Bruce Metzger and Me
"Your word is a lamp to guide my feet and a light to guide my path" (Psa. 119:105). As Christians, we have a guidance system -- a best-selling collection of 66 books that guides our feet and illuminates our path forward. These books are collectively called the Bible, but the Bible is actually one book in two volumes, and the first volume is especially replete with testaments from men and women who trusted God completely as well as people who completely disregarded Him. The Old Testament tells it like it is, warts and all. But the overriding message is a simple one: God desires us to experience a full and rich life, and He will guide us out of whatever dark space we happen to find ourselves in, whether it's our fears of what the future holds or our tears over a broken relationship. The Bible, however, is not the only guidance system out there. As we've often said on this blog, Christian biographies can come alongside the Bible and give us example after example of how God indeed has a magnificent plan for our lives that exceeds our wildest imaginings. Bruce Metzger's memoir Reminiscences of an Octogenarian is a good example of this.
It takes the reader from his childhood in Amish Country to the hallowed halls of Princeton University. I was drawn to this book because in some ways the career of Bruce Metzger and my own have coincided with each other. As I began the book, I wondered to myself, "How did Metzger end up becoming a Greek teacher?" The answer is found on p. 22. It was the 1938-39 academic year. One day Metzger just "happened" to be sitting next to John MacKay, the president of Princeton Theological Seminary, during a train ride. At some point in the conversation the president asked Metzger if he would be willing assume the post of teaching fellow at the seminary while he was pursuing his doctorate at the university. He would be employed by the seminary to teach entering students the grammar of the New Testament. "Of course I gladly accepted the invitation," wrote Metzger. "In the autumn of 1938, therefore, I began the first of my forty-six years of teaching at Princeton Theological Seminary." Metzger was only 24 years old at the time.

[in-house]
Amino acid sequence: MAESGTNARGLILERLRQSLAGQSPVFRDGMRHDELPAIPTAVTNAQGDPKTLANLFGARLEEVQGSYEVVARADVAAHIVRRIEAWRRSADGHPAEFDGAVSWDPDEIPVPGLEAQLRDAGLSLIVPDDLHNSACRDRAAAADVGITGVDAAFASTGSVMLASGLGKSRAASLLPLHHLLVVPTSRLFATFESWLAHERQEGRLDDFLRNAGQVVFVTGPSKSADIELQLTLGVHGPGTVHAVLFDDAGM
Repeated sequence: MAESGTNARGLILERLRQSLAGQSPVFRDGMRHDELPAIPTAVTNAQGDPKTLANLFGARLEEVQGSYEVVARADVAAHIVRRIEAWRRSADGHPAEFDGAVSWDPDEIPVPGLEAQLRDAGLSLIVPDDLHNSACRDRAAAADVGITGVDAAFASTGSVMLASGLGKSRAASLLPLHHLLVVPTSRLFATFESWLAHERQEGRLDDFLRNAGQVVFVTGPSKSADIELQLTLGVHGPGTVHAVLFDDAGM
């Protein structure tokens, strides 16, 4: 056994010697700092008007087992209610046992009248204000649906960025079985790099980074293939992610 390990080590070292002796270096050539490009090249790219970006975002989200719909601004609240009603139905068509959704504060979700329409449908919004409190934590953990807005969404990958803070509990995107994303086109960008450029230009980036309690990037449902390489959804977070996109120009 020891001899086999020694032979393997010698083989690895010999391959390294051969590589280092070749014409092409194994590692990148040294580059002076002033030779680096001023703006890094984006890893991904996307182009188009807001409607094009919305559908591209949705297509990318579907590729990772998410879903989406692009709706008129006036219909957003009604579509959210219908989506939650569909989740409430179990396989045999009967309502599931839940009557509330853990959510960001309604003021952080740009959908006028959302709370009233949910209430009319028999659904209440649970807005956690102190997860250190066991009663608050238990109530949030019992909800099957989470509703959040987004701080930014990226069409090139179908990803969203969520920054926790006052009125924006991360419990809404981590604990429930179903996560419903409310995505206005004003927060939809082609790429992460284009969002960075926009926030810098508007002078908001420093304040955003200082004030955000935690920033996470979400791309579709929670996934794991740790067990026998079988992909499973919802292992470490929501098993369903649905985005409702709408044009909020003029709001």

Fast forward 38 years. It was the fall of 1976. A need arose in the Greek Department at Biola for an adjunct instructor in Classical and Koine Greek. The head of the Greek Department at the time was Dr. Harry Sturz, whose impact on my life was incalculable. (I've recounted that impact here.) For some reason that mantle fell upon my shoulders. That fall I began what, thus far, has turned out to be a 44-year career of teaching. The odd thing is that neither of us sought out that opportunity. It was simply God directing our paths.
Incidentally, I was 24 at the time.
Where are you today, my friend, on the path of discovering God's plan for your life? When we become a Christian, the thought of being used by God to make a difference in other people's live can be paralyzing. But what we feel incapable of doing, God is able to do. He knows what school we will attend and who we will marry and how many children we will have and where we will work and when we will retire. He is with us now, and He will be with us through eternity.
One of the most important lessons we can learn is that life is never stagnant. Things will constantly be changing. With that said, I think the life of Bruce Metzger embodies a lot of what this blog is all about -- challenging yourself to keep moving forward no matter what and being open to whatever the Lord has in store for you. The Christian life is demanding and often frustrating, but it offers the rewards of great joy and fulfillment to those who throw themselves into it with prayer, abandonment, and love.
January 3, 2020
David Alan Black is the editor of www.daveblackonline.com.